Joan Mir

Sachsenring Thursday MotoGP Round Up: Beating Marc Marquez, Handling The Waterfall, Rins Hates Phones, And Why Racers Race

Earlier this week I wrote an article setting out why I think that Marc Márquez is the favorite to win at the Sachsenring. What the riders told the media on Thursday at the Sachsenring merely cemented the Repsol Honda rider's status as front runner. Despite his entirely mediocre results since his return to racing, Márquez was identified as at least a potential podium candidate by just about anyone you asked.

Should this be a surprise? Not when you consider that, as veteran US journalist Dennis Noyes pointed out to me, Marc Márquez has quite the record at anticlockwise circuits, tracks with more left handers than rights. How good? He wins nearly 7 out of every 10 races he starts at a track which mainly turns left. That makes his win rate at clockwise circuits – a measly 3 out of 10 – look somewhat threadbare. And as I wrote earlier this week, he is a perfect 7 from 7 at the Sachsenring.

The former world champion was bullish on his chances. "Honestly speaking, maybe this weekend will be the weekend that I feel better with the shoulder and with the arm," he told us. "I think and I hope there will be no limitation in this circuit, because we have left corners and only three right corners, which is where I have the limitation and where I feel worse. So we can say that this will be the first weekend without physical limitations."

Back to top

Barcelona MotoGP Race Subscriber Notes: A Forensic Analysis Of Quartararo's Open Leathers, The Collapse Of the MSMA, And Will Honda Rise Again

It would be nice to sit down at the end of a MotoGP weekend and just write about the race. But it seems increasingly, the first thing a journalist has to do after a MotoGP race is go back and read the FIM Grand Prix World Championship Regulations, also known as the yellow book, back when books were a thing, and rules didn't change every couple of weeks rendering paper books unusable. We have had a stream of rule infractions, both large and small, infringements of rules which few new existed, and the application of penalties which have inevitably needed clarification.

The need to go back and reread the rulebook has sometimes been due to inexperience in particular situations – for example, Fabio Quartararo parking his bike in the wrong spot during the flag-to-flag race at Le Mans – or cunning use of the rules – see Marc Márquez crossing the white lines on pit lane entry at the same race. Sometimes, it has because we needed clarification of very specific situations, such as Miguel Oliveira and Joan Mir exceeding track limits on the last lap in Mugello.

Back to top

Barcelona MotoGP Saturday Round Up: The Art Of Towing, Honda's Deep Difficulty, And A War Of Attrition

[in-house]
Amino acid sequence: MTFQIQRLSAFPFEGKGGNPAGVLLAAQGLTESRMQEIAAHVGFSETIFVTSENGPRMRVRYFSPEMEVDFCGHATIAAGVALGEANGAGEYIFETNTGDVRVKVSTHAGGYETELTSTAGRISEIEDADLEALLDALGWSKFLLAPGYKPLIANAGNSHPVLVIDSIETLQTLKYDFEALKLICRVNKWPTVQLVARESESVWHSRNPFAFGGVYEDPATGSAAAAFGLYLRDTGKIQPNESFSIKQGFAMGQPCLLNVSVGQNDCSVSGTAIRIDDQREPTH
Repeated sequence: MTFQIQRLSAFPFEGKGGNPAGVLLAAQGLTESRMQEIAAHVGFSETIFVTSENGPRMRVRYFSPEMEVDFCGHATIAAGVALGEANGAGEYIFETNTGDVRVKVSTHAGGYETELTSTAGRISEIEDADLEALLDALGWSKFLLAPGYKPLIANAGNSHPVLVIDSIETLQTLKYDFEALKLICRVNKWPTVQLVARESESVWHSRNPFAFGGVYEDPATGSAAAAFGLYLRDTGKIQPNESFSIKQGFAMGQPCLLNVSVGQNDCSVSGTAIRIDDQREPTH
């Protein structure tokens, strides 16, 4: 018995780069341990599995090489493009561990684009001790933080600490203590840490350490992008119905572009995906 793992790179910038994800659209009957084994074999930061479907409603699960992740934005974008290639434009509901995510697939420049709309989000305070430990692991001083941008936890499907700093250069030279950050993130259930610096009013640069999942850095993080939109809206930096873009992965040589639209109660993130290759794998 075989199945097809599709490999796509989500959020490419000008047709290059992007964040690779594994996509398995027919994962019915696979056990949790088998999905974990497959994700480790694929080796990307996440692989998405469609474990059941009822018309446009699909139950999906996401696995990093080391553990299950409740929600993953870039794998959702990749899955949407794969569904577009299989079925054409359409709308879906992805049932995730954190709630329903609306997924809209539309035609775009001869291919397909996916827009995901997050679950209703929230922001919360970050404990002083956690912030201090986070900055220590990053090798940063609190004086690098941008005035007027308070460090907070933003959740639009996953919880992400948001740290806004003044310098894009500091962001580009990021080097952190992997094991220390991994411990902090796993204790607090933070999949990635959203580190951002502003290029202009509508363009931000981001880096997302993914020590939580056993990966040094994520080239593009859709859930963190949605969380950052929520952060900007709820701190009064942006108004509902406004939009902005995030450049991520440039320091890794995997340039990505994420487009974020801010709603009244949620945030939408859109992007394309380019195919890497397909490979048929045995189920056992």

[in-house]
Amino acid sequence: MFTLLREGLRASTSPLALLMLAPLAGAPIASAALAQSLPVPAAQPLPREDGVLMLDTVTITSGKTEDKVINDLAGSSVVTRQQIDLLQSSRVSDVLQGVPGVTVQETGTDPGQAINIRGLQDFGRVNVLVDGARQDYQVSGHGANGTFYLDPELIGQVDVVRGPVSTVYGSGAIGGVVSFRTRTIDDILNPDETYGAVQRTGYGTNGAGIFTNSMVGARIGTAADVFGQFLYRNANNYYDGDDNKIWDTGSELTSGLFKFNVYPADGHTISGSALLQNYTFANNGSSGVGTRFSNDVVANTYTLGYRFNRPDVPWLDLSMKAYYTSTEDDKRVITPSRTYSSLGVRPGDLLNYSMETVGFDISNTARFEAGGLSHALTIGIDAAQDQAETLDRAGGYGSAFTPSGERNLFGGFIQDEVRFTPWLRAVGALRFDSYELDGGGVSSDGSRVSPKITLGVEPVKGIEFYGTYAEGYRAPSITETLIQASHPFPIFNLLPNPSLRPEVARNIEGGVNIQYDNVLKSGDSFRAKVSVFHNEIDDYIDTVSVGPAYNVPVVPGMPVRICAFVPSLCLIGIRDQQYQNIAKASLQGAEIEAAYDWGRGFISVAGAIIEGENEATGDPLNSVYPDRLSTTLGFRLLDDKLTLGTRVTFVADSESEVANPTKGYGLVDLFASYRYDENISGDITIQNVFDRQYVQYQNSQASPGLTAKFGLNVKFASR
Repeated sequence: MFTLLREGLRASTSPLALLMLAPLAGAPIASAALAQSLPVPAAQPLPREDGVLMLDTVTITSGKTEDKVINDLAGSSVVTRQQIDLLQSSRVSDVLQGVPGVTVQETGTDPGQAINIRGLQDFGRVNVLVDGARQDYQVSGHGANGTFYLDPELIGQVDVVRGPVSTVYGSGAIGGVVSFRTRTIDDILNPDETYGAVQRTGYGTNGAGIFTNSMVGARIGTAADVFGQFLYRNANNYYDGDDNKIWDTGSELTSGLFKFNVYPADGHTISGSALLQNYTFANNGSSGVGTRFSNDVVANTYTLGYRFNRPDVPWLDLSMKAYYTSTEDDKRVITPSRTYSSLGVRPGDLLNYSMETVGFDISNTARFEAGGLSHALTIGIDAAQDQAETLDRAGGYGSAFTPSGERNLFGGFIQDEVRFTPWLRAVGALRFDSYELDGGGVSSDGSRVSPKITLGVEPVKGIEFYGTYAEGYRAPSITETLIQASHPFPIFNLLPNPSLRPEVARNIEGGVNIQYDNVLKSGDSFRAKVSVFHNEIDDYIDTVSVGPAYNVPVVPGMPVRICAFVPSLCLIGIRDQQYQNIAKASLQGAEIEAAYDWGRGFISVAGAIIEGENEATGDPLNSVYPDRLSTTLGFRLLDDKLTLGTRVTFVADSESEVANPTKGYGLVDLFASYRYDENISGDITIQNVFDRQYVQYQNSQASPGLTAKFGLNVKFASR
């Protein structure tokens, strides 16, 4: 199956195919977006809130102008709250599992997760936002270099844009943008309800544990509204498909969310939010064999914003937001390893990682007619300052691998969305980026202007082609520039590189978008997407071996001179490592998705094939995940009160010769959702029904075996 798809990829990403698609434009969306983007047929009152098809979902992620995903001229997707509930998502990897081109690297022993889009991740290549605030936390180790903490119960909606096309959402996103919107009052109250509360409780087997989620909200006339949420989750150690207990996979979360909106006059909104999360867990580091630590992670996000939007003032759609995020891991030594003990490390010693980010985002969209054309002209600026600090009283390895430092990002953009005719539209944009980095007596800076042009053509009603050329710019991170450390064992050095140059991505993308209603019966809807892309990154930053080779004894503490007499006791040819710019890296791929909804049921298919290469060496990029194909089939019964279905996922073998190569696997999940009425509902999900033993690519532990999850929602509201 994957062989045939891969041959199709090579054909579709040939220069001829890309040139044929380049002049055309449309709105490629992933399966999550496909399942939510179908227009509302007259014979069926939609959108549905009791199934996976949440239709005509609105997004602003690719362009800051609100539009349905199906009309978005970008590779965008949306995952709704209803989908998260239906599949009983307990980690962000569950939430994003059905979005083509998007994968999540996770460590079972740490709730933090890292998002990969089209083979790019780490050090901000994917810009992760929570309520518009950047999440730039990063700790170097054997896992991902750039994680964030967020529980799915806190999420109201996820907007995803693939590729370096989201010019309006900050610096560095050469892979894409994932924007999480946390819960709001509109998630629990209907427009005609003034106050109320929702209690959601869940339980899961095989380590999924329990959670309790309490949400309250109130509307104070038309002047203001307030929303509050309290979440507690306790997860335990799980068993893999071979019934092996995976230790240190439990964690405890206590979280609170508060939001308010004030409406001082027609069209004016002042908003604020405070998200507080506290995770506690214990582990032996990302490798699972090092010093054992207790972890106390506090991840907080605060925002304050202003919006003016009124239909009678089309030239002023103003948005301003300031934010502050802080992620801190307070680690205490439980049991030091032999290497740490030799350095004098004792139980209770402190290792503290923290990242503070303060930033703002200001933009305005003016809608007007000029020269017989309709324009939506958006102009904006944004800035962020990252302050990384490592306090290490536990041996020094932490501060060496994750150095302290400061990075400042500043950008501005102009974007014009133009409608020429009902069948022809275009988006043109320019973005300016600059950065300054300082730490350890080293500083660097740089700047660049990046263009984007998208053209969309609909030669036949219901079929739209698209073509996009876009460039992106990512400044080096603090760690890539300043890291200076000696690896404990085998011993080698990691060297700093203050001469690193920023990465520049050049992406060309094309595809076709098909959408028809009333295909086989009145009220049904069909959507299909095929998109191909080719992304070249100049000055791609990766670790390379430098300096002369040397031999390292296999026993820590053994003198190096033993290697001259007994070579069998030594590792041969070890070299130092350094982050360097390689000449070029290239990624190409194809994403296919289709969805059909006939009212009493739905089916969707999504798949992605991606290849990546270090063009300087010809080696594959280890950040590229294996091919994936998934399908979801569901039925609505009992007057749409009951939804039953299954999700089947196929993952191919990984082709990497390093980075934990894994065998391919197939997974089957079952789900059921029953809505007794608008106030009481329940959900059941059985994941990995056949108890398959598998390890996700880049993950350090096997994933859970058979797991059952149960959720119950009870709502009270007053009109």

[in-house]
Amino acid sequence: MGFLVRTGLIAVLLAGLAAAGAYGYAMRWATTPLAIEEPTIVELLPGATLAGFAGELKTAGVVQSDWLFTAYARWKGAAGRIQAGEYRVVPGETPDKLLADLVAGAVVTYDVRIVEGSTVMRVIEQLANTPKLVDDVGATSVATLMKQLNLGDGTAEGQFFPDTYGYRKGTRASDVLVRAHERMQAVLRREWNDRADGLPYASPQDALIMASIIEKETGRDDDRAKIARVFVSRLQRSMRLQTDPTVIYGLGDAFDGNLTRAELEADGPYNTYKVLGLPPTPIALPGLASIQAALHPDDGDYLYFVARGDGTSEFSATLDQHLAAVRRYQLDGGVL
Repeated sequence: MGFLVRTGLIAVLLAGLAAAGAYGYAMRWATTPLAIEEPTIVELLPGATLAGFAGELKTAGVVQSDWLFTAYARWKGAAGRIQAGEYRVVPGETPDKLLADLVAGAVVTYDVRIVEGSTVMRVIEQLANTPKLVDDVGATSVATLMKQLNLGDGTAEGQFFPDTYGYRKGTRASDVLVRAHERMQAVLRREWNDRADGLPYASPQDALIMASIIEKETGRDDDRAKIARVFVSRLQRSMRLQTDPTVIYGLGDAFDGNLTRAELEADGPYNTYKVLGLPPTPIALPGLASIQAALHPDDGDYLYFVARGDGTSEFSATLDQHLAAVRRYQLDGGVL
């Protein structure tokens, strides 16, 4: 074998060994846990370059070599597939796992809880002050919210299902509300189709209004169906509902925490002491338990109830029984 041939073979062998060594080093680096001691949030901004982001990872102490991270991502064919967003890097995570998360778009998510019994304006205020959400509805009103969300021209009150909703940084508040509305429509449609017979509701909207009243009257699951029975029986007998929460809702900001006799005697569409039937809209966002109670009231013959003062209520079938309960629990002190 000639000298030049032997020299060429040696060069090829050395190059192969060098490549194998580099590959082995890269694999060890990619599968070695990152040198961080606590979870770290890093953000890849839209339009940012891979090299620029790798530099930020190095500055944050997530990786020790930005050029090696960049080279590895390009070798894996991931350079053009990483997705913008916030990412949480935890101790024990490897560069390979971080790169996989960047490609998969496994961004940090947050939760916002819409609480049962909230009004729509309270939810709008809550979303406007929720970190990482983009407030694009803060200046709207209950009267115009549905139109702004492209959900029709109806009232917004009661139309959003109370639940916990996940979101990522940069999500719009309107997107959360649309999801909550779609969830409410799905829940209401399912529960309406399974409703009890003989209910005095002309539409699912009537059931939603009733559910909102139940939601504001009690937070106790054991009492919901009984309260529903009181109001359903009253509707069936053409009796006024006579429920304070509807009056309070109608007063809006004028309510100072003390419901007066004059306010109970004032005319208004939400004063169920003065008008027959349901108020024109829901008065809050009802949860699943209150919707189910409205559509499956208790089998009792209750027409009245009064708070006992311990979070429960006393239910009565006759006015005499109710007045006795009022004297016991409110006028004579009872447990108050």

Saturday at Montmelo made several things crystal clear in MotoGP. We saw one rider emerge as the clear favorite for the win on Sunday. We saw just how critical tire choice and tire management is going to be at Barcelona. And we saw just how much pressure riders are under, whether it be seeking a tow to get through to Q2, celebrating a quick time in FP3 like a victory, or crashing out twice in an attempt to save a seat for next year.

Above all, we saw just how fast Fabio Quartararo is in Barcelona. The fact that the Frenchman was the only rider to get into the 1'39s in FP4 was not that much of a surprise; the Monster Energy Yamaha rider has been quick all weekend after all. What was a little more surprising is that nobody else managed it, Maverick Viñales getting closest, but still over four tenths behind his teammate.

What should be more worrying is the fact the vast majority of Quartararo's laps in FP4 were 1'39s: 8 of his 12 flying laps were 1'39s. His 9th fastest lap was quick enough to have secured fourth place, his 1'40.278 faster than Johann Zarco's best lap of 1'40.286. Quartararo's 10th fastest lap was a 1'40.290, just 0.004 slower than Zarco's best time.

In a different league

Back to top

Barcelona MotoGP Friday Round Up: Top Turn Ten, Missing Grip Causes Tire Confusion, And Meeting The New Boss

Once upon a time, Barcelona was regarded as one of the great motorcycling tracks, all sweeping corners demanding the utmost concentration and skill. So much of a motorcycling track was it that a couple of sections had to be put into it to make it a better track for cars, and especially for F1. The grand sweep of La Caixa had a hairpin inserted, to give the cars somewhere to brake. And Turn 13 had a tight little chicane added on the inside, to slow the cars down before they got onto the straight. Four fat tires meant they were at risk of going through the final corner so fast that would be within spitting distance of the sound barrier by the end of the straight.

Then Luis Salom died when he crashed on the outside of Turn 13, hit by his bike as he slid into a wall along a section of hard standing which nobody thought needed gravel, something which turned out to be a misconception. Questions about safety were raised, and the F1 layout was adopted. A great motorcycle track ruined.